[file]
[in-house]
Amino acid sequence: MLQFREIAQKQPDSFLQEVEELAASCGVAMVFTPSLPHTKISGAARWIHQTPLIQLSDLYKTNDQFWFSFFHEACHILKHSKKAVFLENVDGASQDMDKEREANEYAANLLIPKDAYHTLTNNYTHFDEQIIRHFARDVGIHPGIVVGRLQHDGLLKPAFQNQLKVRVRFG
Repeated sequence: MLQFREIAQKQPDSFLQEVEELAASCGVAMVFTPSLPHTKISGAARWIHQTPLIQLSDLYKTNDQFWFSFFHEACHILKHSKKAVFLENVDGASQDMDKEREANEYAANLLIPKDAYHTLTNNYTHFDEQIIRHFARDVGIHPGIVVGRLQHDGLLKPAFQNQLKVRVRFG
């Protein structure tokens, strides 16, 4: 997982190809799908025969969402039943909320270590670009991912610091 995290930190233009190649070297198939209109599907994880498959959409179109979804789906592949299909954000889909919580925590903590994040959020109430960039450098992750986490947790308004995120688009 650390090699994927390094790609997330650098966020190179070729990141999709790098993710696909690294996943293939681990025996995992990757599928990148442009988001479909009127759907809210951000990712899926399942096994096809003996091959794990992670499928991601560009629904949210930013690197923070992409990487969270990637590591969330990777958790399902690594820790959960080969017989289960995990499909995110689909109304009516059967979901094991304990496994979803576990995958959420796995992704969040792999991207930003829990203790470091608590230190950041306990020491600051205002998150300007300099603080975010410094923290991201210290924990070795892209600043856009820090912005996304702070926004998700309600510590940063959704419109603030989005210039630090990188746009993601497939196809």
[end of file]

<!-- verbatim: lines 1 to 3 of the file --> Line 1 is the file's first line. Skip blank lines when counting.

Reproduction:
[in-house]
Amino acid sequence: MLQFREIAQKQPDSFLQEVEELAASCGVAMVFTPSLPHTKISGAARWIHQTPLIQLSDLYKTNDQFWFSFFHEACHILKHSKKAVFLENVDGASQDMDKEREANEYAANLLIPKDAYHTLTNNYTHFDEQIIRHFARDVGIHPGIVVGRLQHDGLLKPAFQNQLKVRVRFG
Repeated sequence: MLQFREIAQKQPDSFLQEVEELAASCGVAMVFTPSLPHTKISGAARWIHQTPLIQLSDLYKTNDQFWFSFFHEACHILKHSKKAVFLENVDGASQDMDKEREANEYAANLLIPKDAYHTLTNNYTHFDEQIIRHFARDVGIHPGIVVGRLQHDGLLKPAFQNQLKVRVRFG